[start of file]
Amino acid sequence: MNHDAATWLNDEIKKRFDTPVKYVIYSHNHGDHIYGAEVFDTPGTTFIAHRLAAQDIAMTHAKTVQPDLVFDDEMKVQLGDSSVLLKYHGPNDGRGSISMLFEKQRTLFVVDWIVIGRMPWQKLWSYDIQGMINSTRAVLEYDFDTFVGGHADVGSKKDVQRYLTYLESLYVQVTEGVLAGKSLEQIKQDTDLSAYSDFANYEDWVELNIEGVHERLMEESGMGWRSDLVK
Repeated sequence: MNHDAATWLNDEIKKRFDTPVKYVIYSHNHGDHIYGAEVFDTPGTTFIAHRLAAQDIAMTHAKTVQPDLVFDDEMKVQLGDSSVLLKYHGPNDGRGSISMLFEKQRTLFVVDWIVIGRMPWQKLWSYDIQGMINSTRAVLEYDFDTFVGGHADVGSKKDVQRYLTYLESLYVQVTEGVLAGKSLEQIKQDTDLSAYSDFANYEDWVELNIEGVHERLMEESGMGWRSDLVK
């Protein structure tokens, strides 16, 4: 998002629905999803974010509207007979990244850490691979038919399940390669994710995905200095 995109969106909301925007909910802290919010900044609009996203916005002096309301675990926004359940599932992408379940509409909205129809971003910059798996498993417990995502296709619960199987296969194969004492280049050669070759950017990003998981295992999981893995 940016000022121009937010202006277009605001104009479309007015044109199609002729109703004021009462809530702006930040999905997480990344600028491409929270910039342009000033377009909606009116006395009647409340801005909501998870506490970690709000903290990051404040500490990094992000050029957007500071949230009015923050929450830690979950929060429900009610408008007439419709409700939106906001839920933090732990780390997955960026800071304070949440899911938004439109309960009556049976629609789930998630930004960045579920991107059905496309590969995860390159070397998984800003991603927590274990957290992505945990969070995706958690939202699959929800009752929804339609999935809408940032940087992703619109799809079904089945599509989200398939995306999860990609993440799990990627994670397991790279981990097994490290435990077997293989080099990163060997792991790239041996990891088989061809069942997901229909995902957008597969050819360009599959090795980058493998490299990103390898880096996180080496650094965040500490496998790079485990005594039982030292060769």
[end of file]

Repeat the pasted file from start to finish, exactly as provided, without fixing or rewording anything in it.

Amino acid sequence: MNHDAATWLNDEIKKRFDTPVKYVIYSHNHGDHIYGAEVFDTPGTTFIAHRLAAQDIAMTHAKTVQPDLVFDDEMKVQLGDSSVLLKYHGPNDGRGSISMLFEKQRTLFVVDWIVIGRMPWQKLWSYDIQGMINSTRAVLEYDFDTFVGGHADVGSKKDVQRYLTYLESLYVQVTEGVLAGKSLEQIKQDTDLSAYSDFANYEDWVELNIEGVHERLMEESGMGWRSDLVK
Repeated sequence: MNHDAATWLNDEIKKRFDTPVKYVIYSHNHGDHIYGAEVFDTPGTTFIAHRLAAQDIAMTHAKTVQPDLVFDDEMKVQLGDSSVLLKYHGPNDGRGSISMLFEKQRTLFVVDWIVIGRMPWQKLWSYDIQGMINSTRAVLEYDFDTFVGGHADVGSKKDVQRYLTYLESLYVQVTEGVLAGKSLEQIKQDTDLSAYSDFANYEDWVELNIEGVHERLMEESGMGWRSDLVK
């Protein structure tokens, strides 16, 4: 998002629905999803974010509207007979990244850490691979038919399940390669994710995905200095 995109969106909301925007909910802290919010900044609009996203916005002096309301675990926004359940599932992408379940509409909205129809971003910059798996498993417990995502296709619960199987296969194969004492280049050669070759950017990003998981295992999981893995 940016000022121009937010202006277009605001104009479309007015044109199609002729109703004021009462809530702006930040999905997480990344600028491409929270910039342009000033377009909606009116006395009647409340801005909501998870506490970690709000903290990051404040500490990094992000050029957007500071949230009015923050929450830690979950929060429900009610408008007439419709409700939106906001839920933090732990780390997955960026800071304070949440899911938004439109309960009556049976629609789930998630930004960045579920991107059905496309590969995860390159070397998984800003991603927590274990957290992505945990969070995706958690939202699959929800009752929804339609999935809408940032940087992703619109799809079904089945599509989200398939995306999860990609993440799990990627994670397991790279981990097994490290435990077997293989080099990163060997792991790239041996990891088989061809069942997901229909995902957008597969050819360009599959090795980058493998490299990103390898880096996180080496650094965040500490496998790079485990005594039982030292060769």